This project seeks to develop, deploy, and evaluate a robust pathway for breast cancer early detection, diagnosis and treatment in Abia State. The implementation of this pathway will be enhanced by patient navigators, using electronic health record system and patient support groups. The project aims to develop a state-wide program that will decrease unnecessary variation in clinical practice, and assure timely care, and improve outcomes for breast cancer patients. If successful, this pathway will be used as a model for other cancers and in other Nigerian states. This pathway project was informed by needs that were identified through local research [10,12].
The Specific Aim of the Project
The overall goal of this project is to demonstrate how the development and implementation of a state-wide clinical pathway alongside a patient navigation program will impact the care and outcomes for breast cancer patients, as well as the practice experience for primary and oncology care providers (POCP).
The Objectives of this Project are
1. To develop and implement a local clinical pathway for the diagnosis, treatment, and follow-up care of breast cancer patients in Abia State, based on NCCN Harmonized guideline (Sub-Saharan Africa) and other local guidelines
2. To implement a navigation program which will provide psycho-social support for patients, guide providers in implementing the pathway and compliance with the clinical care pathways, using an electronic records system
3. To evaluate the impact of implementing the clinical pathway with patient navigation on provider satisfaction, patient satisfaction, patient-care timelines as well as patient psycho-social outcomes.
Prior to the project design, a needs assessment survey was conducted with emphasis on determining the best approach to implement the clinical pathway in Abia State. The researchers explored the need to establish a pilot PNP with support group for breast cancer patients in Abia State, as part of a blended learning course. All the respondents (n=50) agreed that it was necessary to have an operational clinical pathway in the state, as a way of making significant impact on the outcome of breast cancer patients locally. The commonly preferred entry points into the patient navigation program were, during cancer screening (34.7%, 17/50), upon clinical diagnosis (57.1%, 28/50) or at any point during the care process (26.5%, 13/50). Participants suggested the following as focus areas for patient navigators; clinical pathway coordination (59.2%, 29/50), patient education, (49%, 24/50), support group management (42.9%, 21/50), and cancer data management (38.8%, 19/50).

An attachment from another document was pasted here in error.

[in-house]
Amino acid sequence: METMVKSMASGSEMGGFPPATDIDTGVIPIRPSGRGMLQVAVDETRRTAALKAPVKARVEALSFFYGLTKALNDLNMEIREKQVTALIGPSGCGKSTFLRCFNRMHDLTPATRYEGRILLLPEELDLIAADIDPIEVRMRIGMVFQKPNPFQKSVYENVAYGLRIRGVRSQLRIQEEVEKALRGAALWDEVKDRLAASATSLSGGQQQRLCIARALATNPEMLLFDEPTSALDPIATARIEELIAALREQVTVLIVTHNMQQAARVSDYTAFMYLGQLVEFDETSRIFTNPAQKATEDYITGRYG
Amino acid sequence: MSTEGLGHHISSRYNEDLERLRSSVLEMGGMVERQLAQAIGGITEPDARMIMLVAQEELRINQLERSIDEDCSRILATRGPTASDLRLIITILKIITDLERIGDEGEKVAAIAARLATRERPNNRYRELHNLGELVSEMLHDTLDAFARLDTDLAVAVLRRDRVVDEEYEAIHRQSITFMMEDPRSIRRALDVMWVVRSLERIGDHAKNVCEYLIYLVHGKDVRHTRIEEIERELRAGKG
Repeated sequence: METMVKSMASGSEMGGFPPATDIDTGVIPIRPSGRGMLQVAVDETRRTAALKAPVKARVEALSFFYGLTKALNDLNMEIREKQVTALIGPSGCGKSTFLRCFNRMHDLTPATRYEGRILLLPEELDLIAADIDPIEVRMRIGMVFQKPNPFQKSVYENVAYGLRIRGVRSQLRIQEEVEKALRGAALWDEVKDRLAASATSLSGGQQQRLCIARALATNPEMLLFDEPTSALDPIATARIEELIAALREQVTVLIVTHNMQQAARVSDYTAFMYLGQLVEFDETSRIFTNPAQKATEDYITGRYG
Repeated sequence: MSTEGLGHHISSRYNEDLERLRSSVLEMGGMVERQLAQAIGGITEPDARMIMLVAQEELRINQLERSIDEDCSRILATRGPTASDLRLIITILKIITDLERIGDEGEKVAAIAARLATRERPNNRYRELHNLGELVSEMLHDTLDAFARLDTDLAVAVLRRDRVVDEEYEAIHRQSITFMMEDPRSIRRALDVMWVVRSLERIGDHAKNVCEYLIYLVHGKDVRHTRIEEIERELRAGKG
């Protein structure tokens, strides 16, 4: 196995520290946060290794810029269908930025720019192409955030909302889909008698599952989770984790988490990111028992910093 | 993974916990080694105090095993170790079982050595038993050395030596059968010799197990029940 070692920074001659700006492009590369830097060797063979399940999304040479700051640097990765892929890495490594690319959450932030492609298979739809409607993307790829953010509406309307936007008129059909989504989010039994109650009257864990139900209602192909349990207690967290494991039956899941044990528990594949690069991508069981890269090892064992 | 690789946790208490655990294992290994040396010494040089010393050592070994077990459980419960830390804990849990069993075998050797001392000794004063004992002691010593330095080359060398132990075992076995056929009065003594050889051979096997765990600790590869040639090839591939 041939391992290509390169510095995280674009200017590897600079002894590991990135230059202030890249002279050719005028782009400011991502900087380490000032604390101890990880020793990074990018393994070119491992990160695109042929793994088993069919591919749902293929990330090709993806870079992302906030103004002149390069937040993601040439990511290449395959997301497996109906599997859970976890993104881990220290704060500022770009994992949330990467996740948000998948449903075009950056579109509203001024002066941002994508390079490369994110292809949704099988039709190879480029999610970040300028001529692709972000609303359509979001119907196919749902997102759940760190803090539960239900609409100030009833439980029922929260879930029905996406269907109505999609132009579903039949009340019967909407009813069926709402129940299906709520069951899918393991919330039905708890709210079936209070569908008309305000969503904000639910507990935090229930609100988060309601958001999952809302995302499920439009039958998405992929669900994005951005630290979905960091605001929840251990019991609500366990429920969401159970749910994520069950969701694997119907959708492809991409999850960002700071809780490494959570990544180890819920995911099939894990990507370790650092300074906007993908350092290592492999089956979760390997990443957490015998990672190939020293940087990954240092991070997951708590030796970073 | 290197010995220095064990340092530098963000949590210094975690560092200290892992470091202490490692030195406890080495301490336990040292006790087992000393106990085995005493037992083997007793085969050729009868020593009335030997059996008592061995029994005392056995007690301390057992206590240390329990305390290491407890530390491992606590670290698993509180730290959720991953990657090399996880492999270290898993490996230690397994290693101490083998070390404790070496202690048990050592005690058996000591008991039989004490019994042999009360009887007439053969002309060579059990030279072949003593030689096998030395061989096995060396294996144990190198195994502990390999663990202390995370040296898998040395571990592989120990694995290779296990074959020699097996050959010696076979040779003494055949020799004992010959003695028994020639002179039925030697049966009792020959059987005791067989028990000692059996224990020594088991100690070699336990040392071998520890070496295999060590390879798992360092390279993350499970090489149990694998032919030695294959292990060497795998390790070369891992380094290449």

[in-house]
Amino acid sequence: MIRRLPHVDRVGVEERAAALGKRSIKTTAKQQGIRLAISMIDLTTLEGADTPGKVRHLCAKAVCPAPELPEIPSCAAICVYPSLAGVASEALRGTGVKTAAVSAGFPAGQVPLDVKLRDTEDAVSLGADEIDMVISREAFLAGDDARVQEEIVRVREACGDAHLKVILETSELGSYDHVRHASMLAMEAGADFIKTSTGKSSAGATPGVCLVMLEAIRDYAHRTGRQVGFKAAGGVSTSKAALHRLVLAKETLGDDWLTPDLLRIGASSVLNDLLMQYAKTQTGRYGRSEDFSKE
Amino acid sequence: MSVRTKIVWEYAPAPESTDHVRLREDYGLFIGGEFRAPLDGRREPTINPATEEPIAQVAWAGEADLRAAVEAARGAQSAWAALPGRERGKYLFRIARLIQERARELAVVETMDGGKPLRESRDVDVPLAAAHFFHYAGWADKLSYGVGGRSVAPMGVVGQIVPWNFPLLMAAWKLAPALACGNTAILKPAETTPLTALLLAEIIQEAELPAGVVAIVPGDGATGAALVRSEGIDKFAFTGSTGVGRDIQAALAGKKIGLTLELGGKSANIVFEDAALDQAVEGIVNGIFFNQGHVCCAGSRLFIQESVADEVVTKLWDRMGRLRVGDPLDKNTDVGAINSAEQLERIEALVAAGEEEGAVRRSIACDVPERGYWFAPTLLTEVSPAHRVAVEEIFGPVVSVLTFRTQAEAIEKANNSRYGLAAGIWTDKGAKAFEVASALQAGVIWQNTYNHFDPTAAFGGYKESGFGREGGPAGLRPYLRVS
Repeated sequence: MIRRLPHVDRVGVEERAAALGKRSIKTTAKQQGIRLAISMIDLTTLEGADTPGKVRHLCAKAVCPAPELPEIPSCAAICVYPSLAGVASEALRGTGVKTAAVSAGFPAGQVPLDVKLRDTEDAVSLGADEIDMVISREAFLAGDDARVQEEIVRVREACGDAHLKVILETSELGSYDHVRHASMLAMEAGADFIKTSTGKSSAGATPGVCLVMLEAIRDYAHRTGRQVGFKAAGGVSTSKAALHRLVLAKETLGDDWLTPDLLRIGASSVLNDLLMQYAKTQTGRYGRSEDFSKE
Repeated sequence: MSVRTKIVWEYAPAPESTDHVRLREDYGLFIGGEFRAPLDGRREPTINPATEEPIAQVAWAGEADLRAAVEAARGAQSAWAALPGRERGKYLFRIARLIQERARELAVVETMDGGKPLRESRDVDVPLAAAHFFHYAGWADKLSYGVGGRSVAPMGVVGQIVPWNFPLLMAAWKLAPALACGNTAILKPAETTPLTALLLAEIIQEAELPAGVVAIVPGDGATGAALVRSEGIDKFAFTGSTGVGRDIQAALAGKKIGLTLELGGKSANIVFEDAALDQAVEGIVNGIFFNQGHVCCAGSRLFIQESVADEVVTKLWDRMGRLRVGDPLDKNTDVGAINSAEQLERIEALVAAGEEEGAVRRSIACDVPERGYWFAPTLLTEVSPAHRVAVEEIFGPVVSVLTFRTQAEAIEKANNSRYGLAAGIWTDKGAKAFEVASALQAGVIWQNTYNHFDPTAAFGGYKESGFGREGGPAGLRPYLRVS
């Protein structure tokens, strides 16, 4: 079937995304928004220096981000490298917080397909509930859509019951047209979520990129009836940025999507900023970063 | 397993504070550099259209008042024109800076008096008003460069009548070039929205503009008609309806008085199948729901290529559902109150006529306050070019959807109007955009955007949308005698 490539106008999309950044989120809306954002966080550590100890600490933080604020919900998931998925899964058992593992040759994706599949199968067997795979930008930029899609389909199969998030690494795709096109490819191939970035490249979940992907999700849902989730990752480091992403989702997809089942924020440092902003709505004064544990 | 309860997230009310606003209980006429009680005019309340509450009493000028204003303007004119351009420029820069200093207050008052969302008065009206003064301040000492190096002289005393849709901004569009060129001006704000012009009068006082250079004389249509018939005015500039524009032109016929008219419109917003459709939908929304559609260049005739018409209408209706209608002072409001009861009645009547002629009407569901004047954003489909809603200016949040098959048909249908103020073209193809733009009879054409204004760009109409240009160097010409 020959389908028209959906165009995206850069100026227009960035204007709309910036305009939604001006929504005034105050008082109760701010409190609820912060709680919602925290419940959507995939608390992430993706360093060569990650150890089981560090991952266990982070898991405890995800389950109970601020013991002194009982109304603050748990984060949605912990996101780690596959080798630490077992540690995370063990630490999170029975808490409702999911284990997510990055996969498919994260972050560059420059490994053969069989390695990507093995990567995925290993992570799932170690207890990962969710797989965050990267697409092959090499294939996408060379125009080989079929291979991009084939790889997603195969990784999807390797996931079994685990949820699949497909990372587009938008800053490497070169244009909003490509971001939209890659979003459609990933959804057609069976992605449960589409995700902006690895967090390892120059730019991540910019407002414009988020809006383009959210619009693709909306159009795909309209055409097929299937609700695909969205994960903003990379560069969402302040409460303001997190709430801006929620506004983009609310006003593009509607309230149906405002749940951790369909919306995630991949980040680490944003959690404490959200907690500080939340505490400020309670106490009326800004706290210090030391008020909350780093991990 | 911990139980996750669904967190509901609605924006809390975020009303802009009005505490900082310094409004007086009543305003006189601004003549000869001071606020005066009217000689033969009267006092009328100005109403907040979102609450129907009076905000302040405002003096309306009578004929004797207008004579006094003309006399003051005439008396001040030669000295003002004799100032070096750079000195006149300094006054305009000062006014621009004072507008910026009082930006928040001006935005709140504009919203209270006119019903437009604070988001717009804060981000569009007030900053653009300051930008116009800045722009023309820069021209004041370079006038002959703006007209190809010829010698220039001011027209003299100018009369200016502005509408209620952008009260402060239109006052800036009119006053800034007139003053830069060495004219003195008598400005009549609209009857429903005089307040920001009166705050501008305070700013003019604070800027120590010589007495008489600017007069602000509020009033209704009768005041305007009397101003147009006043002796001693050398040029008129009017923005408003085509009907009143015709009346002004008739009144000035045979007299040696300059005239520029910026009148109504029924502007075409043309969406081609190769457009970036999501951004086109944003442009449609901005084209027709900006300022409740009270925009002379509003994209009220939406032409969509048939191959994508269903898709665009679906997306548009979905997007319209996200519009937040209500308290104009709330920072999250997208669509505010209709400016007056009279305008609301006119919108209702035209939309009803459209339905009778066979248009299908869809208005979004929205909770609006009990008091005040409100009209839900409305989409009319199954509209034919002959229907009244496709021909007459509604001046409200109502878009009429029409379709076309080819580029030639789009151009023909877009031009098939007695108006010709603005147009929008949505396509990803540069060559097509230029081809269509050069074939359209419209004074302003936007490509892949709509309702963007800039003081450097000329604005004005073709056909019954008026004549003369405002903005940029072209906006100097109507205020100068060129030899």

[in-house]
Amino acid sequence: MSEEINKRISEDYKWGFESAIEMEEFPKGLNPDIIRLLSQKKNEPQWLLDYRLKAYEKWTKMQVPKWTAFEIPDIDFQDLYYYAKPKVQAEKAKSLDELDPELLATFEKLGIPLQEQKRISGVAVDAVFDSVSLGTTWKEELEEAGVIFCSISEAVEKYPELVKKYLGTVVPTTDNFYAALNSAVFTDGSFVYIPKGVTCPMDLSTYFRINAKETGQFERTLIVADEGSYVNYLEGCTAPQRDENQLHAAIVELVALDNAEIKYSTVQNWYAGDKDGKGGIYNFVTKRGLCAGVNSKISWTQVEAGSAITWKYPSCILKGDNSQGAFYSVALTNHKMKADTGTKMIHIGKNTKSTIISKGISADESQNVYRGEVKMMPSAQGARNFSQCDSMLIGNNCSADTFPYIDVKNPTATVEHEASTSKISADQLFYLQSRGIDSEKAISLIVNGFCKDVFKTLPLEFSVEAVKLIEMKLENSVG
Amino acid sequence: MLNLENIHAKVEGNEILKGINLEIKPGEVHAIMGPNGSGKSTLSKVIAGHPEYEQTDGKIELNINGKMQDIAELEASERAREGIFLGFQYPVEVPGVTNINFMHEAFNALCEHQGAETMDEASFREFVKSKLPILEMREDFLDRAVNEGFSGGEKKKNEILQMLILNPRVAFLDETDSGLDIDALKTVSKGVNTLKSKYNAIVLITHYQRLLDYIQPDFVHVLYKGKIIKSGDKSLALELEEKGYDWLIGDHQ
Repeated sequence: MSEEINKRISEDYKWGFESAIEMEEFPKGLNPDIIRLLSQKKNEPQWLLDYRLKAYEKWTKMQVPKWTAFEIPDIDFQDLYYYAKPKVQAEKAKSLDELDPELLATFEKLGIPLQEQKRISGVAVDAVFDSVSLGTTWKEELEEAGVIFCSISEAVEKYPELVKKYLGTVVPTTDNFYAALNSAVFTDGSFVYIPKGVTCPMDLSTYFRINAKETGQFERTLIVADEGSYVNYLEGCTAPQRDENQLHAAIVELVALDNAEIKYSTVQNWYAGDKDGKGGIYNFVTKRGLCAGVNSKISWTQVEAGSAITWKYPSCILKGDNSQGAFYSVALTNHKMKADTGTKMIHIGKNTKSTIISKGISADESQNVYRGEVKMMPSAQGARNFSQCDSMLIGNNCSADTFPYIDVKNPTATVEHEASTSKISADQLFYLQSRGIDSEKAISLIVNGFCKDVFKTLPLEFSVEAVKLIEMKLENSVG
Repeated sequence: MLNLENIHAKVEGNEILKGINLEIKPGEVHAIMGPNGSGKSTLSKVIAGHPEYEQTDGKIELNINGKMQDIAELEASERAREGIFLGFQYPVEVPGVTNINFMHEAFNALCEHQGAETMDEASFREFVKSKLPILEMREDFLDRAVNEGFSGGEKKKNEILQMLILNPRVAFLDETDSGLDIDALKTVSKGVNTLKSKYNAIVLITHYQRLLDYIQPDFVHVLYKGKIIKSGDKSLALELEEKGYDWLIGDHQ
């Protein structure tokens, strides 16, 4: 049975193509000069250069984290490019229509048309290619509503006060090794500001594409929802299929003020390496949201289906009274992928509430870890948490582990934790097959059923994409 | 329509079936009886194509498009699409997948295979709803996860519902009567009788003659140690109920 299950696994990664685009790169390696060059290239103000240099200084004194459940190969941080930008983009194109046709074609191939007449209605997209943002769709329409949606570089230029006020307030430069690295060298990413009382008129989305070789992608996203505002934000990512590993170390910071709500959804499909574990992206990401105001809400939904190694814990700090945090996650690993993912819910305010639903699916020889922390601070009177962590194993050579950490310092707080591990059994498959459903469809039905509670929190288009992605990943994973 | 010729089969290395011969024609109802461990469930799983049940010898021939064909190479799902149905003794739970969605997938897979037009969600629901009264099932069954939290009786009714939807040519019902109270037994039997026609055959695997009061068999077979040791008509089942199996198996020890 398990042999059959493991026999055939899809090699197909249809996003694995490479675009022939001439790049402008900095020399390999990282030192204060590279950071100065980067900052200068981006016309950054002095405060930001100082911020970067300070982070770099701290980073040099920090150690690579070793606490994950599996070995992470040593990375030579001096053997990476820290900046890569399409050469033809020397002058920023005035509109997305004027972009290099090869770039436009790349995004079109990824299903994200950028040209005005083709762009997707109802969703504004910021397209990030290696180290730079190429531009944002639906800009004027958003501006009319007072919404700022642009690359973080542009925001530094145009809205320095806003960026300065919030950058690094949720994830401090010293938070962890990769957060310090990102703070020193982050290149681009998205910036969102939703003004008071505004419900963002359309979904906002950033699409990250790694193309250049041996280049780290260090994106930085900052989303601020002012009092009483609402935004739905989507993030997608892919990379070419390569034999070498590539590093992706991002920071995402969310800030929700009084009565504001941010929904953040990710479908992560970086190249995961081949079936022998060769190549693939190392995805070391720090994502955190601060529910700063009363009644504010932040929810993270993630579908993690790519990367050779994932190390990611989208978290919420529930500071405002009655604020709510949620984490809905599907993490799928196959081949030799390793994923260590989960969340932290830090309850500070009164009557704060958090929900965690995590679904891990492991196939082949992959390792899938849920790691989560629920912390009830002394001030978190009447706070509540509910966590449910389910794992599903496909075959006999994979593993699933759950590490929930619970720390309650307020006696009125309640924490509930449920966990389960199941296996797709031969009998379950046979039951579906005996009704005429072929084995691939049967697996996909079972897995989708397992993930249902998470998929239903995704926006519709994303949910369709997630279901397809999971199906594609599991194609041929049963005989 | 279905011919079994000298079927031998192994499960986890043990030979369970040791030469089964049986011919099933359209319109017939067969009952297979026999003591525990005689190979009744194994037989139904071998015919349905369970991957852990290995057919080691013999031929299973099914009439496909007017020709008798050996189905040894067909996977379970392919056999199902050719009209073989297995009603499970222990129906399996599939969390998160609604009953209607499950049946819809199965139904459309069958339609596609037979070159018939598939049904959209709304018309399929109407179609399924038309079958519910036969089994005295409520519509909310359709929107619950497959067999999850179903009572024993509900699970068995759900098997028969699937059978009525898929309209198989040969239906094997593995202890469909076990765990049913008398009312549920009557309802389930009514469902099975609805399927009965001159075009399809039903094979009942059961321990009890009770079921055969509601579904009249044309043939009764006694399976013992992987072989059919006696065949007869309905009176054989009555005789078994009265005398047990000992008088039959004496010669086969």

Materials and Methods
This is a mixed-methods, multidisciplinary cross- sectional study having the following components; clinical pathway development and implementation of patient navigation and support groups. Ethics approval has been obtained from Abia State Ministry of Health Human Research Ethics Committee (AB/MH/AD/904/T.190).
Clinical pathway development
The clinical pathways will be developed by a multidisciplinary team, using guidelines from the National Comprehensive Cancer Network (NCCN), American Society of Clinical Oncology (ASCO), and the University of Nigeria Teaching Hospital (UNTH). As versions of the pathways are developed, they will be disseminated to other clinicians from the pool of target participants for feedback, revised as needed until a document that is acceptable to at least 80% of the review panel has been developed. Such iterative steps have been shown to improve adherence to the pathway when it is launched. The final pathways will be printed and distributed widely. Relevant requisition forms will also be developed and printed to facilitate patient referral within the pathway. The pathways will undergo periodic evaluation after implementation to determine whether the pathway is meeting the needs of providers and patients. This approach was also used in developing other pathways [13-15].
The pathways will be developed for early disease (Stages 0-2) and advanced disease (Stages 3 & 4). Each pathway will include the following elements:
• Recommended actions for common scenarios (e.g. primary care, referral hospital)
• Guidelines regarding referrals to specialty services and appropriate timelines
• Guidelines regarding follow-up schedule after completing active treatment and timelines for follow-up surveillance imaging